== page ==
The Cow and Bull Story: A Throwback to our Traditions

Cruelty to animals

Cruelty to Animals

With the recent ban on Jallikattu, a traditional bull-vaulting event of Tamil Nadu, the focus has been driven towards many other such practices across the country. Though these practices carry religious meaning with them and have been a part of the culture for ages now, but the main question that lies here is that whether such treatment and involvement of animals in these practices is ethical. It also raises eyebrows over the sheer necessity of the so-called ‘human bravado’ that often results in death.

As in the case of Jallikattu, it has resulted in over 200 human deaths over the past two decades, along with causing serious fatalities and injuries to the bulls. It is on these grounds that People for the Ethical Treatment of Animals (PETA) has pressed for the continuation of the ban on the event. Cows, bulls, buffaloes and goats are primarily the main animals used in such cultural practices.

  • Another such act like the Jallikattu is ‘Kambala’, not essentially a gruesome act but definitely aggressive. An annual buffalo race held traditionally in the state of Karnataka just for the sake of entertainment. Infact, when Jallikattu was banned, there was a little confusion that even Kambala would be banned, however, the ban only applies to Jallikattu as of now.

It is just an act of aggressiveness used on the buffaloes (essentially male buffaloes) just for the much-needed fun, where the race track is made of slush and mud. The buffaloes are particularly cared for and trained for this race. Studies have shone that such practices leave the animal terrified, let alone injured.

Animal sacrifice is not an uncommon ritual across most parts of India. Mainly held at the temple of Kali or Bhawani, usually by the Rajputs of Rajasthan, it includes sacrificing a buffalo or goat to the family goddess. A ritual, which is directed by a priest (Brahmin), is all about sacrificing an animal in a single stroke. This practice or tradition as we call it takes place usually at the time of Navratri.

The states of Andhra Pradesh, Karnataka and Tamil Nadu also follow the practices of animal sacrifice in front of local/clan deities. Again the animal used is either the goat or male buffalo.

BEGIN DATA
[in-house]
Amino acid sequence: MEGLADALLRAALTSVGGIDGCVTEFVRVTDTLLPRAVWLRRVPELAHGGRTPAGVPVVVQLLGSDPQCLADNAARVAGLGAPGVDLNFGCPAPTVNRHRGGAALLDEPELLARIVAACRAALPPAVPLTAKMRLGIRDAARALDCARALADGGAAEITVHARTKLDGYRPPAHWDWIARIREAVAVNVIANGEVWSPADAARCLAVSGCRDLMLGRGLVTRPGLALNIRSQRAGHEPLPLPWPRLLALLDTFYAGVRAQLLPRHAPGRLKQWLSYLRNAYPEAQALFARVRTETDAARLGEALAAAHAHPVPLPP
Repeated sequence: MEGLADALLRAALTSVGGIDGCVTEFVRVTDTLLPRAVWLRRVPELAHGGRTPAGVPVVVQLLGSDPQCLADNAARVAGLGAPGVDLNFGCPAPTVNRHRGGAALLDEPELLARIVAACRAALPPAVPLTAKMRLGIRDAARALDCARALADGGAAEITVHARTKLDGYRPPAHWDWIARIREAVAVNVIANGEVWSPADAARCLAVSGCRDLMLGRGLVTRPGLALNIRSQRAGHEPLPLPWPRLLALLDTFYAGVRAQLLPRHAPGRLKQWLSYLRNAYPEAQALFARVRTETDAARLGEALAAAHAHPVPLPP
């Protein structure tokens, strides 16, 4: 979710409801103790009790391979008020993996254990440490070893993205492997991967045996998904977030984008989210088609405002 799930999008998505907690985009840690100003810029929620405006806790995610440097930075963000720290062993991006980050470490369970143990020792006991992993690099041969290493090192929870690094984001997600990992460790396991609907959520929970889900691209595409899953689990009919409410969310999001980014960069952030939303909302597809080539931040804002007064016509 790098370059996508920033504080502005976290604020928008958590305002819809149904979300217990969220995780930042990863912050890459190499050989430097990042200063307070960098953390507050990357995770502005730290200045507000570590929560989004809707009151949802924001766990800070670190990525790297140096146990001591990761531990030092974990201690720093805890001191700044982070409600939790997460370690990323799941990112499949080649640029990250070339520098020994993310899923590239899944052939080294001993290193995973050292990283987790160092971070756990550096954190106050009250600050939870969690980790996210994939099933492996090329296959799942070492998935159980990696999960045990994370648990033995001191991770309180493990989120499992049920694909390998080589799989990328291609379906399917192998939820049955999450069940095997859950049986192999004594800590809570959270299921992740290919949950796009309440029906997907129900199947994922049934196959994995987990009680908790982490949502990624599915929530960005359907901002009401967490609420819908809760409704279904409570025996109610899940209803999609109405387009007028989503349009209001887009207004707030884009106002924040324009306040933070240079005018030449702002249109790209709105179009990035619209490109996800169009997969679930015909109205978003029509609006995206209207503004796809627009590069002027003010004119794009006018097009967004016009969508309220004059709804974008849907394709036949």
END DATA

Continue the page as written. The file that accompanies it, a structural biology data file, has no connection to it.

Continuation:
• Yet another gory practice is the Govardhan festival at Bhiwdawad village, Maharashtra. It is celebrated a day after Diwali and the villagers decorate their cattle with flowers, colours and henna. The people, who have been on a 5-day fast, then lie down on the ground allowing the fleet of cows to trample them over. The belief is that such an act would make the gods answer their prayers. The sheer idea of a motley crowd cheering at agitated overdecorated bovines walking over men is detestable and unacceptable.
  • In Subarnapur, during the months of September and October, Orrisaan is celebrated annually and animal sacrifice is an integral part of the ritual. This is organized for the worship of deities of Sureswari, Samaleswari and Khambeswari. The name of this annual fest is Bali Jatra, where ‘Bali’ refers to Animal Sacrifice.
  • Kaalapoottu, on the other hand, is primarily a traditional ox or cattle race festival of the farmers in the state of Kerala. It is usually conducted in wide and muddy paddy fields of Kerala during the last days of Onam. The cattle reared for the purpose of racing are maintained carefully and properly fed. Owners with their two pairs of cattle run simultaneously on the muddy track for the competition. This festival not only sees humans getting hurt, but also witnesses helpless cattle running in frenzy to feed mankind’s thirst for entertainment.

While entertainment, culture and religion are the driving forces behind these practices, the main point of contention is that it leaves the animal traumatized, wounded and often dead. PETA along with several other animal rights bodies has been working in this area for quite a long time now. However, last year, in 2015, when a PIL was filed by PETA, the Supreme Court clearly refused on interfering with the age-old practices and traditions of animal sacrifice by the various communities in India. Except for Jallikattu, no other festival involving cattle or bull race is banned.

Each year hundreds of helpless animals are killed, sacrificed and used merely for the purpose of entertainment by us humans. With many such festivals taking advantage of animal aggression or animal sacrifices, the question remains as to how ethical, moral, cultural or traditional it is to take advantage of their silence for the sake of our satisfaction. It’s about time we contemplated our existence in general.


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